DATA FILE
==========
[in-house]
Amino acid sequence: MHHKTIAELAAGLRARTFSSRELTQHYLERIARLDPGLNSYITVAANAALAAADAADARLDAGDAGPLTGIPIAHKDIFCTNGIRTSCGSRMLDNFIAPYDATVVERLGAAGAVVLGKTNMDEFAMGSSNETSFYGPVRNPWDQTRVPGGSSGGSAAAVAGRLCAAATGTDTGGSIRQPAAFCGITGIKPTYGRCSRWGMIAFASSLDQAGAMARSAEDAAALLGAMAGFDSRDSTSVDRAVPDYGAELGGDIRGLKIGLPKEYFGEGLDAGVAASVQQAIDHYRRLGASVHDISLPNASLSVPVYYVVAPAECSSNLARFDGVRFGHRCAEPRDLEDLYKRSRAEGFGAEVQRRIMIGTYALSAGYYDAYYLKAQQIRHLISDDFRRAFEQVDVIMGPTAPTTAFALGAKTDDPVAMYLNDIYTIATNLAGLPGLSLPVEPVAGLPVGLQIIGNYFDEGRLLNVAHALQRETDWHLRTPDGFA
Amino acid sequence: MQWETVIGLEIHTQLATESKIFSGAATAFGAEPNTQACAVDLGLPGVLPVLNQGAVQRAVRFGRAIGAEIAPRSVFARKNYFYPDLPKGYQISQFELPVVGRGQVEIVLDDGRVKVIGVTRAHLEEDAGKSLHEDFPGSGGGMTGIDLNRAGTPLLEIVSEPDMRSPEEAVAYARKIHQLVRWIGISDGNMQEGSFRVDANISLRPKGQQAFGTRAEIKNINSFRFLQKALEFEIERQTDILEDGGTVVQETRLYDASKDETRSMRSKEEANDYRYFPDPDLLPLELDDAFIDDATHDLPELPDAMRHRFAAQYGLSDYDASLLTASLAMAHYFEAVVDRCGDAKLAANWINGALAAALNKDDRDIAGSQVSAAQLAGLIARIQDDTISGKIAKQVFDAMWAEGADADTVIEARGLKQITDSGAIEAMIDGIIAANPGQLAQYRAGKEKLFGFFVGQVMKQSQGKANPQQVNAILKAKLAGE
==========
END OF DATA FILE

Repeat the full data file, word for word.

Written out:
[in-house]
Amino acid sequence: MHHKTIAELAAGLRARTFSSRELTQHYLERIARLDPGLNSYITVAANAALAAADAADARLDAGDAGPLTGIPIAHKDIFCTNGIRTSCGSRMLDNFIAPYDATVVERLGAAGAVVLGKTNMDEFAMGSSNETSFYGPVRNPWDQTRVPGGSSGGSAAAVAGRLCAAATGTDTGGSIRQPAAFCGITGIKPTYGRCSRWGMIAFASSLDQAGAMARSAEDAAALLGAMAGFDSRDSTSVDRAVPDYGAELGGDIRGLKIGLPKEYFGEGLDAGVAASVQQAIDHYRRLGASVHDISLPNASLSVPVYYVVAPAECSSNLARFDGVRFGHRCAEPRDLEDLYKRSRAEGFGAEVQRRIMIGTYALSAGYYDAYYLKAQQIRHLISDDFRRAFEQVDVIMGPTAPTTAFALGAKTDDPVAMYLNDIYTIATNLAGLPGLSLPVEPVAGLPVGLQIIGNYFDEGRLLNVAHALQRETDWHLRTPDGFA
Amino acid sequence: MQWETVIGLEIHTQLATESKIFSGAATAFGAEPNTQACAVDLGLPGVLPVLNQGAVQRAVRFGRAIGAEIAPRSVFARKNYFYPDLPKGYQISQFELPVVGRGQVEIVLDDGRVKVIGVTRAHLEEDAGKSLHEDFPGSGGGMTGIDLNRAGTPLLEIVSEPDMRSPEEAVAYARKIHQLVRWIGISDGNMQEGSFRVDANISLRPKGQQAFGTRAEIKNINSFRFLQKALEFEIERQTDILEDGGTVVQETRLYDASKDETRSMRSKEEANDYRYFPDPDLLPLELDDAFIDDATHDLPELPDAMRHRFAAQYGLSDYDASLLTASLAMAHYFEAVVDRCGDAKLAANWINGALAAALNKDDRDIAGSQVSAAQLAGLIARIQDDTISGKIAKQVFDAMWAEGADADTVIEARGLKQITDSGAIEAMIDGIIAANPGQLAQYRAGKEKLFGFFVGQVMKQSQGKANPQQVNAILKAKLAGE